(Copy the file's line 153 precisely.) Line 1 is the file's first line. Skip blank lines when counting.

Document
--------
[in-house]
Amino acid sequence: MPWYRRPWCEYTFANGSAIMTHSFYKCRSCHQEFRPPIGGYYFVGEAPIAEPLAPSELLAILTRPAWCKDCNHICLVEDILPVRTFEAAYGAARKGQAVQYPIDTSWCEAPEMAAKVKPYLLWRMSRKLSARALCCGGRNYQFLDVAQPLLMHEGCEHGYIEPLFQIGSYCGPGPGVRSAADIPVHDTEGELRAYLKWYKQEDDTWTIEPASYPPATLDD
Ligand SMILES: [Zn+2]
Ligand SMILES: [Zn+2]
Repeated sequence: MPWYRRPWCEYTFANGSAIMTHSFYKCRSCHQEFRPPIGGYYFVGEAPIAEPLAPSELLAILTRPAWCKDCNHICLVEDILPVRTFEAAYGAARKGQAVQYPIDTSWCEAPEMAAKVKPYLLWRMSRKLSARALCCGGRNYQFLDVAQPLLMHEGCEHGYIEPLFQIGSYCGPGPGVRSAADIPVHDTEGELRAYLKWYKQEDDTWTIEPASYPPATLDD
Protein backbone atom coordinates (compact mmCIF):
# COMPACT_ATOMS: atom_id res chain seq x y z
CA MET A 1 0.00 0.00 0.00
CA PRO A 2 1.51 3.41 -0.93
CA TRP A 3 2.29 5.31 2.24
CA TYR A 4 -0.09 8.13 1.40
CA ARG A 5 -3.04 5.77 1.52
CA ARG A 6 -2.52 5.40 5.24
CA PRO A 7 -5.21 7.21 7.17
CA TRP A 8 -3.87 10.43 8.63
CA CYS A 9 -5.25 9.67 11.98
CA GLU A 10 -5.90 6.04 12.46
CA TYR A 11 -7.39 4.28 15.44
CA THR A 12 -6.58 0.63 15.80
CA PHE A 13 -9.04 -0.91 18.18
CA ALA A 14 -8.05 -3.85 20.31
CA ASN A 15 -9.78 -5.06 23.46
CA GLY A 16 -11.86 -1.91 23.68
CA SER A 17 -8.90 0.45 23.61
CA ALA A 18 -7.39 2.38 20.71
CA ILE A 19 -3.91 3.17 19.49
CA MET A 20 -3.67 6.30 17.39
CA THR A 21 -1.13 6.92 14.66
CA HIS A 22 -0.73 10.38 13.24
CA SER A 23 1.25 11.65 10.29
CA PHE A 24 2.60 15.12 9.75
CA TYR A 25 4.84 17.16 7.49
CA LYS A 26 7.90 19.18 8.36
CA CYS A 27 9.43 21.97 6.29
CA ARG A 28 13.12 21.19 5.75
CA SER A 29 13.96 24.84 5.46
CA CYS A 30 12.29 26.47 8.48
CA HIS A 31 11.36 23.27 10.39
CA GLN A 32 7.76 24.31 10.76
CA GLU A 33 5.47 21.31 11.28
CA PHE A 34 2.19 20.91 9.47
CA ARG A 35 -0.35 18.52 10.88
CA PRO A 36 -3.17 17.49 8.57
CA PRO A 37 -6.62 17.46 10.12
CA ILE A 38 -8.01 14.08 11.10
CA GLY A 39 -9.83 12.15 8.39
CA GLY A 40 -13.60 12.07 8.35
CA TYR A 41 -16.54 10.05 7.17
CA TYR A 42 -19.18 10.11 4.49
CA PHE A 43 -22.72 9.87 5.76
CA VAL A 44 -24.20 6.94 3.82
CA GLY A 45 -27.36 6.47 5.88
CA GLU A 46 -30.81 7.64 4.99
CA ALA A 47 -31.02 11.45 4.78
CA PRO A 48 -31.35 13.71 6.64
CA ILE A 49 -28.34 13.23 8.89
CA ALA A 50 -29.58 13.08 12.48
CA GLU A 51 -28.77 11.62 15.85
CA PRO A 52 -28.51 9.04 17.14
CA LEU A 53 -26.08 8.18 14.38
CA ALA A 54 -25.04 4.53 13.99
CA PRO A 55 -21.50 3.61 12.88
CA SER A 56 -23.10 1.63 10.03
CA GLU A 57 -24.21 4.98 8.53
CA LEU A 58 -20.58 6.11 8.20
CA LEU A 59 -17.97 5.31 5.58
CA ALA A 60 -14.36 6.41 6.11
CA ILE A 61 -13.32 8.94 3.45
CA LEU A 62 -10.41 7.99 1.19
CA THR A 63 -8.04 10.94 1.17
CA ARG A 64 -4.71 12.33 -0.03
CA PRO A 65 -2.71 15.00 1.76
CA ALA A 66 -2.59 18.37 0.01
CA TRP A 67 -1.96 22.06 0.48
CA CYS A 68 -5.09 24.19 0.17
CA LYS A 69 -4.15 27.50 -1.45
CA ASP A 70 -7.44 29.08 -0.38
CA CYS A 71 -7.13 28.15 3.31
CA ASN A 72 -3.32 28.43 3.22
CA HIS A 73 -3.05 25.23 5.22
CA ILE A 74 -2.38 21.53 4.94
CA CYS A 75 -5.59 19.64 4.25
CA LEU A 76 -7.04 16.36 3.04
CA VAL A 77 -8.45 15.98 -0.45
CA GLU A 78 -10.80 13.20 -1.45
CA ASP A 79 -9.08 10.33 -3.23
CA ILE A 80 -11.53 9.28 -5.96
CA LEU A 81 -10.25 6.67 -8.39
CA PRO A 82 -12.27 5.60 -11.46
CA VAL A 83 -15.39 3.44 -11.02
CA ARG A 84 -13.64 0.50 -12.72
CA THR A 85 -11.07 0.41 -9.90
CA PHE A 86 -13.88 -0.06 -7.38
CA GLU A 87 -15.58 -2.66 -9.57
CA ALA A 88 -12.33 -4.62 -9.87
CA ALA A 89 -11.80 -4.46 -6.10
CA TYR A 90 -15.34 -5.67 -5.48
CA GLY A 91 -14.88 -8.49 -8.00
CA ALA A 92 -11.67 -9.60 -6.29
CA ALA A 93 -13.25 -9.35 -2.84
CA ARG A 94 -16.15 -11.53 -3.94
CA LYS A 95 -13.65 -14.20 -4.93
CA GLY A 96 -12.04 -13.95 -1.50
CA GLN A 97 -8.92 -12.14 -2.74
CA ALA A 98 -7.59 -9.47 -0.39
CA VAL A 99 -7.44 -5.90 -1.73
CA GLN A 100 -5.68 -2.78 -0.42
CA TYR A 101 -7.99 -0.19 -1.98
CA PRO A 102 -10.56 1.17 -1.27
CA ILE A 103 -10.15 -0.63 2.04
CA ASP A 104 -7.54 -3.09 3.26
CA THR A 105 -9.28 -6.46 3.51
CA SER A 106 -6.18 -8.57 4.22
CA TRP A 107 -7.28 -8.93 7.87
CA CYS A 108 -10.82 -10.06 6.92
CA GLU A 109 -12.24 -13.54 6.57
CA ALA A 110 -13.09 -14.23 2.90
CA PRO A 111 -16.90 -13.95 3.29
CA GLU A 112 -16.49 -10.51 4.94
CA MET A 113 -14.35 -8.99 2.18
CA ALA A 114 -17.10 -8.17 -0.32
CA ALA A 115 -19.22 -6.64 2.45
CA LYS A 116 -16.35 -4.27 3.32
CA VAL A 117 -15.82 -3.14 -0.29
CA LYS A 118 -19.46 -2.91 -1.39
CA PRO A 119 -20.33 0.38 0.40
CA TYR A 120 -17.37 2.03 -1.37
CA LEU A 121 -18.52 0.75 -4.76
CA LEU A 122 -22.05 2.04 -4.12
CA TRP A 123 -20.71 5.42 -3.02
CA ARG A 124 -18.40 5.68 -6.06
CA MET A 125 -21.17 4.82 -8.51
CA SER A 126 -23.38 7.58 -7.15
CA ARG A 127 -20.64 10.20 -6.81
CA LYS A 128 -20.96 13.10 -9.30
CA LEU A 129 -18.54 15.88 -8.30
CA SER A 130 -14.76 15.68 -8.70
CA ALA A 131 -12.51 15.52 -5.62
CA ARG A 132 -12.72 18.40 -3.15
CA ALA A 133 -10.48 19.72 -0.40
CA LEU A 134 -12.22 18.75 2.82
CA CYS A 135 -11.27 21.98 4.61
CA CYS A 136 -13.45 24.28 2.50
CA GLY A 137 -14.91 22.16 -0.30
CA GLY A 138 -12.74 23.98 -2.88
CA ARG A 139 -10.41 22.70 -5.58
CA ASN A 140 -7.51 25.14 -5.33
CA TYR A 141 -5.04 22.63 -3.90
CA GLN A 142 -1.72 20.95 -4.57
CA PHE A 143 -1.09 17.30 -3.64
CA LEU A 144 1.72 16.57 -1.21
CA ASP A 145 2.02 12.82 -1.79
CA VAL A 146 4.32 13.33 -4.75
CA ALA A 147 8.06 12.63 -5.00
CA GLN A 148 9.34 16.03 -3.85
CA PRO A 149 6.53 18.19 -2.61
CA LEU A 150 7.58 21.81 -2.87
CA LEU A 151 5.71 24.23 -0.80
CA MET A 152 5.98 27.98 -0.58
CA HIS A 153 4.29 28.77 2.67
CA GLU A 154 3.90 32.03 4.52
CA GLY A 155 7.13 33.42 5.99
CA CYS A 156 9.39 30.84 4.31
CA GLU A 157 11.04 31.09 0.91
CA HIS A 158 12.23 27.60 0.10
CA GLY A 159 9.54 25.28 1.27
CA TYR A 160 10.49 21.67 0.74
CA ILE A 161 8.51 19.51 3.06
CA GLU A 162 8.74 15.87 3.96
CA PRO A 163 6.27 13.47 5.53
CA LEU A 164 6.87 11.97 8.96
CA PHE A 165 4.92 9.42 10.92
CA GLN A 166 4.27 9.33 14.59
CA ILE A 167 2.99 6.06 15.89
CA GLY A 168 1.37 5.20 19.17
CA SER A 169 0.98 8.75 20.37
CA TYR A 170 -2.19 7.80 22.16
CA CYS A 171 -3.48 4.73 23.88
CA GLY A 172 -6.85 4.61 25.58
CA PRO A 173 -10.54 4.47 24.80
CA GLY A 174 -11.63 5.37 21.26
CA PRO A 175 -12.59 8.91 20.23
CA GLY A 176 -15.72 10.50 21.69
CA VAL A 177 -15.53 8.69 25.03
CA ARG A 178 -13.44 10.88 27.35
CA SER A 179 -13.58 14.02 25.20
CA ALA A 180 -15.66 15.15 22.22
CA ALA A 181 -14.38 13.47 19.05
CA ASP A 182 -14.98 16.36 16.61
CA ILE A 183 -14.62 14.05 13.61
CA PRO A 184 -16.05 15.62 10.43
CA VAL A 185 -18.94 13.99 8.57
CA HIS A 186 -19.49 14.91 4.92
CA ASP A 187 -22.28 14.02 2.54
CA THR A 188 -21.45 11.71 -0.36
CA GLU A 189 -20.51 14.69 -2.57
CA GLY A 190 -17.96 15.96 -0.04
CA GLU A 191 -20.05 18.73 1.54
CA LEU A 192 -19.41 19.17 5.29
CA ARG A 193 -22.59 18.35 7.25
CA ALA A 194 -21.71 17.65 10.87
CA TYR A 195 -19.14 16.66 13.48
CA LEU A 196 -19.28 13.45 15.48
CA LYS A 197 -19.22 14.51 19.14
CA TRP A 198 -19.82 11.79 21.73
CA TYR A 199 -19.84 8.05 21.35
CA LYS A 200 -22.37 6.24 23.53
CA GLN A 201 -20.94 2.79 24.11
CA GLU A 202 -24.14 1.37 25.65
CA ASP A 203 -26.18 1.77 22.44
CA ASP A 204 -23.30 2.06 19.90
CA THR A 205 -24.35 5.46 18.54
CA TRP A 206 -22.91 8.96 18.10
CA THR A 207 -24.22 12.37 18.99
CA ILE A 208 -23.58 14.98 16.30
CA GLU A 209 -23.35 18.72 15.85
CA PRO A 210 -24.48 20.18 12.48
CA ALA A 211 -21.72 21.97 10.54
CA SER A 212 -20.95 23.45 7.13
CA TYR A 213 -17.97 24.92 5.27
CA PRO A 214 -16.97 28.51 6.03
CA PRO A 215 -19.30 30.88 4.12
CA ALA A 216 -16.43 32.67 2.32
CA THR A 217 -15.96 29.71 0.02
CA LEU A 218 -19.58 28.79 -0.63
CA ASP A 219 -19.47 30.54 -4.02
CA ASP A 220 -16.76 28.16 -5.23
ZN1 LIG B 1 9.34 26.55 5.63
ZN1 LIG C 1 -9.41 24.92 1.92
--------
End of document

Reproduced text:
CA VAL A 146 4.32 13.33 -4.75